Is VAR the clearest and most obvious error in modern football? | Football


Sky Sports News did the usual Monday mornings today, calling in former referee Dermot Gallagher to forensically examine the most contentious refereeing decisions of the weekend’s Premier League action in the company of a pair of ex-pros, who are likely to see them. have seen, Clive. They had no shortage of material to work with, as the curtain shakers at Stockley Park’s VAR bunker had spent the weekend giving the impression that someone had filled the kettle with a couple of bottles of spirits and a few handfuls of alcohol. psychotropic substances. mushrooms, all the better to help them keep the football-watching public entertained, outraged, or amused, depending on their affiliations.

Watching Gallagher and his friends pummel various referees and their VARs to the right, The Fiver couldn’t help but long for the days when everything was simpler. Happy days when players were out of the game if the flag was raised and in position if it wasn’t. Assistant referees didn’t always get things right, because being an assistant referee is extremely difficult. But at least it didn’t take them nearly five minutes to come to a decision.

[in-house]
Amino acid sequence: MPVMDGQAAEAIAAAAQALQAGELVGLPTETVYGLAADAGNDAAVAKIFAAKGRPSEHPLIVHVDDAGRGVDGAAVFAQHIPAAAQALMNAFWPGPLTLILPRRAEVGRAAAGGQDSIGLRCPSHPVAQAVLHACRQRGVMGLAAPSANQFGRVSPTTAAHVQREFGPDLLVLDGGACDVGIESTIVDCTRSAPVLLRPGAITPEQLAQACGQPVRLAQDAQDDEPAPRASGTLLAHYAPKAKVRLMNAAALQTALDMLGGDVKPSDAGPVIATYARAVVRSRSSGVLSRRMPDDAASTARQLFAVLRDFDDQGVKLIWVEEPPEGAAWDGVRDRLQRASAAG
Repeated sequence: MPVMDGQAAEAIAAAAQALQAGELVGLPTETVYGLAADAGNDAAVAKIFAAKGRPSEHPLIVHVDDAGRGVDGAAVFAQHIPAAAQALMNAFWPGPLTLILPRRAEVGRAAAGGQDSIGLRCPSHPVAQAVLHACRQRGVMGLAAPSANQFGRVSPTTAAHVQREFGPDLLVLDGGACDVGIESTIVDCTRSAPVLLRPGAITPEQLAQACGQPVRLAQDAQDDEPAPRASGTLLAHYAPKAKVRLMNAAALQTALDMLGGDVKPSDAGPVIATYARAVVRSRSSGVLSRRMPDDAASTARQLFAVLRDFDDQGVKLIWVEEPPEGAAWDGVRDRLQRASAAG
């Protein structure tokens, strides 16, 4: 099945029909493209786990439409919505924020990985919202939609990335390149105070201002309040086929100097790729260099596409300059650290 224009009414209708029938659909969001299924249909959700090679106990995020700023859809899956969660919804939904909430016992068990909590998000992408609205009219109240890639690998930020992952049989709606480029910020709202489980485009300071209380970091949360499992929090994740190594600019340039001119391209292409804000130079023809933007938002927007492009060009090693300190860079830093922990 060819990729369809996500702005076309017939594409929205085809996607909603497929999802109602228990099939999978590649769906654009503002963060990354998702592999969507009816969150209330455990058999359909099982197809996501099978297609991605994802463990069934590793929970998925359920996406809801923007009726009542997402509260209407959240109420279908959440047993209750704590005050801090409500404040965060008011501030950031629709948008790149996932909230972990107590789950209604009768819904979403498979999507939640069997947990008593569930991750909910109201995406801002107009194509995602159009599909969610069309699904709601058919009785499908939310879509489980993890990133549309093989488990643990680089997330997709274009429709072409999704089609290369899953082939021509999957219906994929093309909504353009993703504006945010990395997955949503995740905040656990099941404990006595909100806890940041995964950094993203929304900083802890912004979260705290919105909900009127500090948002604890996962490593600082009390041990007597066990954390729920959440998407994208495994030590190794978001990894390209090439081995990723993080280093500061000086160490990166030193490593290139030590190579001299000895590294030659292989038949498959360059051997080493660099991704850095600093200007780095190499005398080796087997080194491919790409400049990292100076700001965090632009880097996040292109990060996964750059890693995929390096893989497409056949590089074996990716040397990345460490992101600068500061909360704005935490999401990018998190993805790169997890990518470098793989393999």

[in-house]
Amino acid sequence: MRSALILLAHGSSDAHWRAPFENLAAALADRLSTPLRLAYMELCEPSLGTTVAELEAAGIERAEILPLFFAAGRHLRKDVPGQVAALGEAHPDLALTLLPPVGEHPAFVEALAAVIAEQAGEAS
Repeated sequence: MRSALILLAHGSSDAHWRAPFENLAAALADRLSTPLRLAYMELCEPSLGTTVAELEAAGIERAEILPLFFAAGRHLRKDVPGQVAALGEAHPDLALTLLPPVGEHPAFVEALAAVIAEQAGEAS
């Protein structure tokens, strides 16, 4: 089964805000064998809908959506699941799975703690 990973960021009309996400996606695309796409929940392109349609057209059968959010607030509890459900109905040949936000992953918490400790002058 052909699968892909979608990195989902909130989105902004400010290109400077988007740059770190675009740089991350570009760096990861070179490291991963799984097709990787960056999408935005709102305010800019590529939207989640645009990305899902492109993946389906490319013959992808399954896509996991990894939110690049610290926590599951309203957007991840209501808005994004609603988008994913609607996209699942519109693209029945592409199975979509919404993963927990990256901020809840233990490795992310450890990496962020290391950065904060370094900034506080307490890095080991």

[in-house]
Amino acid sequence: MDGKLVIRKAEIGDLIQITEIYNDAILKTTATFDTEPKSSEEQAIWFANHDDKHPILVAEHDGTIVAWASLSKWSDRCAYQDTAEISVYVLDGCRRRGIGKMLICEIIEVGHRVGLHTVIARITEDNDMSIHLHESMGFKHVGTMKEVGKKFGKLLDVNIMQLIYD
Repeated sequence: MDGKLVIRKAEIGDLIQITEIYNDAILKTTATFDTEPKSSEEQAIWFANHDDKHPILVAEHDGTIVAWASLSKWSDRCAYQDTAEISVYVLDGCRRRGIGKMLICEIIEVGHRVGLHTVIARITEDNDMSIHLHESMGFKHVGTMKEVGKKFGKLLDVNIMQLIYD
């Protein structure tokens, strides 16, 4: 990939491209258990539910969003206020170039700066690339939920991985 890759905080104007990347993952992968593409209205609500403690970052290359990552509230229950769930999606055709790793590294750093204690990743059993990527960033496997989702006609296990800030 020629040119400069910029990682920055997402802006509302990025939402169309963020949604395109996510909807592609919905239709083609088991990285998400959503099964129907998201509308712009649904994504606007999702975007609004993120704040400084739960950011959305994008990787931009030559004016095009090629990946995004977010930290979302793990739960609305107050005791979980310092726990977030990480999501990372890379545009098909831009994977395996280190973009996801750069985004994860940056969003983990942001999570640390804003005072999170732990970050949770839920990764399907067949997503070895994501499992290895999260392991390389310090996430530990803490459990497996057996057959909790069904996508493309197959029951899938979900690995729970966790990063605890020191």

Today, advances in technology mean that we have to wait that long for a collection of worthy jobs to tinker with their squads and rules, desperately trying to find some – no, any! – how they can ignore the spirit of the law and find some barely perceptible technicality to score the kind of sweet shot most players will never score in their lives.

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Originally introduced to clear up clear and obvious mistakes, the irony that the introduction of VAR is a clear and obvious mistake has been lost on very few. But the fact is that there was widespread clamor for its introduction from countless footballers, coaches, journalists, broadcasters and football fans who either failed to foresee or chose to ignore the obvious problems it would bring and now spend an unhealthy amount of money on it. your time complaining about how terrible it is. Like Brexiteers complaining about those ridiculously long queues at passport control, these people don’t seem to realize that the refereeing mess football finds itself in is exactly what they spent years campaigning for.